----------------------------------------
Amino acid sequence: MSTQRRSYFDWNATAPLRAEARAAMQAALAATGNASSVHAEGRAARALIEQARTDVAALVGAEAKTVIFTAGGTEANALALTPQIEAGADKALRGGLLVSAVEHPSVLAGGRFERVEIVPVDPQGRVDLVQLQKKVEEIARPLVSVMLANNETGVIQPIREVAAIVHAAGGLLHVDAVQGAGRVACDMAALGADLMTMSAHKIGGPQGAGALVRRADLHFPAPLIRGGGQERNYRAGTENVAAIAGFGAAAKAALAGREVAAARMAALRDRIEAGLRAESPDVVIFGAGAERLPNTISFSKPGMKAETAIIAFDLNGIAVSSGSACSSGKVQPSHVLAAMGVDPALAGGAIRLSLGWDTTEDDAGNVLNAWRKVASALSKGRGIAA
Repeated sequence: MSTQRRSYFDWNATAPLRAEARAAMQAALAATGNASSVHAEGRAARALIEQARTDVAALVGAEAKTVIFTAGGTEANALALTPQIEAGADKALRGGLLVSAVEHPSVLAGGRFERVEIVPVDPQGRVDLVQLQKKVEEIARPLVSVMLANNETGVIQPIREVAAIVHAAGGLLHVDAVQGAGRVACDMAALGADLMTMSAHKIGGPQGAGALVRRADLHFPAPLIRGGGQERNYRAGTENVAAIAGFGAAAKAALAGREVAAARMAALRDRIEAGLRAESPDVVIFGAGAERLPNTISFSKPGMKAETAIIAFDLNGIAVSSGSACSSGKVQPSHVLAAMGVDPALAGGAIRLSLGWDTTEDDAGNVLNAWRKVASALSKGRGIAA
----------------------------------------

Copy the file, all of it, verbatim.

Amino acid sequence: MSTQRRSYFDWNATAPLRAEARAAMQAALAATGNASSVHAEGRAARALIEQARTDVAALVGAEAKTVIFTAGGTEANALALTPQIEAGADKALRGGLLVSAVEHPSVLAGGRFERVEIVPVDPQGRVDLVQLQKKVEEIARPLVSVMLANNETGVIQPIREVAAIVHAAGGLLHVDAVQGAGRVACDMAALGADLMTMSAHKIGGPQGAGALVRRADLHFPAPLIRGGGQERNYRAGTENVAAIAGFGAAAKAALAGREVAAARMAALRDRIEAGLRAESPDVVIFGAGAERLPNTISFSKPGMKAETAIIAFDLNGIAVSSGSACSSGKVQPSHVLAAMGVDPALAGGAIRLSLGWDTTEDDAGNVLNAWRKVASALSKGRGIAA
Repeated sequence: MSTQRRSYFDWNATAPLRAEARAAMQAALAATGNASSVHAEGRAARALIEQARTDVAALVGAEAKTVIFTAGGTEANALALTPQIEAGADKALRGGLLVSAVEHPSVLAGGRFERVEIVPVDPQGRVDLVQLQKKVEEIARPLVSVMLANNETGVIQPIREVAAIVHAAGGLLHVDAVQGAGRVACDMAALGADLMTMSAHKIGGPQGAGALVRRADLHFPAPLIRGGGQERNYRAGTENVAAIAGFGAAAKAALAGREVAAARMAALRDRIEAGLRAESPDVVIFGAGAERLPNTISFSKPGMKAETAIIAFDLNGIAVSSGSACSSGKVQPSHVLAAMGVDPALAGGAIRLSLGWDTTEDDAGNVLNAWRKVASALSKGRGIAA